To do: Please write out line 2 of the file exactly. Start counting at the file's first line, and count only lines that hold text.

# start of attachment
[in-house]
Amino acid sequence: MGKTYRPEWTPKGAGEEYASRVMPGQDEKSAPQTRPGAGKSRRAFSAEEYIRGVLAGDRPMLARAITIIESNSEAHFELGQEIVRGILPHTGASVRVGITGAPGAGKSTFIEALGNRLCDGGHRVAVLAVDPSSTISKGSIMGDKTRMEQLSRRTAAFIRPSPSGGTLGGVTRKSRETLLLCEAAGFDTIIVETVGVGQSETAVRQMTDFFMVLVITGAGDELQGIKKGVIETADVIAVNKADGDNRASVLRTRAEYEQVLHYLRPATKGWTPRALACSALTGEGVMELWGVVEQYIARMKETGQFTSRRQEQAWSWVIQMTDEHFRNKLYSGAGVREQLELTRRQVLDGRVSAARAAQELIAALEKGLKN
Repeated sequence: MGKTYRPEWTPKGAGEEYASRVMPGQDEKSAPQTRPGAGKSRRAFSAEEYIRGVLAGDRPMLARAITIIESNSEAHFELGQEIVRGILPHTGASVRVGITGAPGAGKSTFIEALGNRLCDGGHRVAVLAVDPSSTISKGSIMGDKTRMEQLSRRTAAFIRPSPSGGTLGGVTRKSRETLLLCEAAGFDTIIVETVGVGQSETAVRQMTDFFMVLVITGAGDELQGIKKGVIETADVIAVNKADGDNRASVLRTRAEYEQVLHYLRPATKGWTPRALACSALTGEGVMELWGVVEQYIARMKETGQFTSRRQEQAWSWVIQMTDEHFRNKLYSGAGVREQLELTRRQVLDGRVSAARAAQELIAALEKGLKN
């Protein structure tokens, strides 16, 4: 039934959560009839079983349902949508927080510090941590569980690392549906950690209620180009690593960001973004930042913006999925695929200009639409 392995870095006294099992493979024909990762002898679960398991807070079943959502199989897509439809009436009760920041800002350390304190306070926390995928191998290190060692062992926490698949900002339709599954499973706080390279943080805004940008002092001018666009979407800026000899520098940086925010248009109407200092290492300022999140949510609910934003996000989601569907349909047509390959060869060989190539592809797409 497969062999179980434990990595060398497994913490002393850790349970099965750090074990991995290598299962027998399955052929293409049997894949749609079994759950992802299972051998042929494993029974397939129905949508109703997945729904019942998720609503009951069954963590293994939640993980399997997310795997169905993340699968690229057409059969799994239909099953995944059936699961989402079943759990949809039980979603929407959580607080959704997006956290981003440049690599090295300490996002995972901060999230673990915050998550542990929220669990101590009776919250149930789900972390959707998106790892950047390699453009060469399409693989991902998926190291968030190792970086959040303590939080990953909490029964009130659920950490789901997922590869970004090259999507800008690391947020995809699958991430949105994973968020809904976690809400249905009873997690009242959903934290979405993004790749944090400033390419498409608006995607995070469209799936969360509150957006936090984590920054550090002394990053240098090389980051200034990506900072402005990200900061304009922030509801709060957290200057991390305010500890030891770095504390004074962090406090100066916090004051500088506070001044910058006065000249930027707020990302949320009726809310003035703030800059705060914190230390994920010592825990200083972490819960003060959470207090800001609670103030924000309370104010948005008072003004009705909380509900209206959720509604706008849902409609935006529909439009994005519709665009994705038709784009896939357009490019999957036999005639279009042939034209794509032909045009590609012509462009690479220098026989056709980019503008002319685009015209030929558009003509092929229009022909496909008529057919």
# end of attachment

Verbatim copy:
Amino acid sequence: MGKTYRPEWTPKGAGEEYASRVMPGQDEKSAPQTRPGAGKSRRAFSAEEYIRGVLAGDRPMLARAITIIESNSEAHFELGQEIVRGILPHTGASVRVGITGAPGAGKSTFIEALGNRLCDGGHRVAVLAVDPSSTISKGSIMGDKTRMEQLSRRTAAFIRPSPSGGTLGGVTRKSRETLLLCEAAGFDTIIVETVGVGQSETAVRQMTDFFMVLVITGAGDELQGIKKGVIETADVIAVNKADGDNRASVLRTRAEYEQVLHYLRPATKGWTPRALACSALTGEGVMELWGVVEQYIARMKETGQFTSRRQEQAWSWVIQMTDEHFRNKLYSGAGVREQLELTRRQVLDGRVSAARAAQELIAALEKGLKN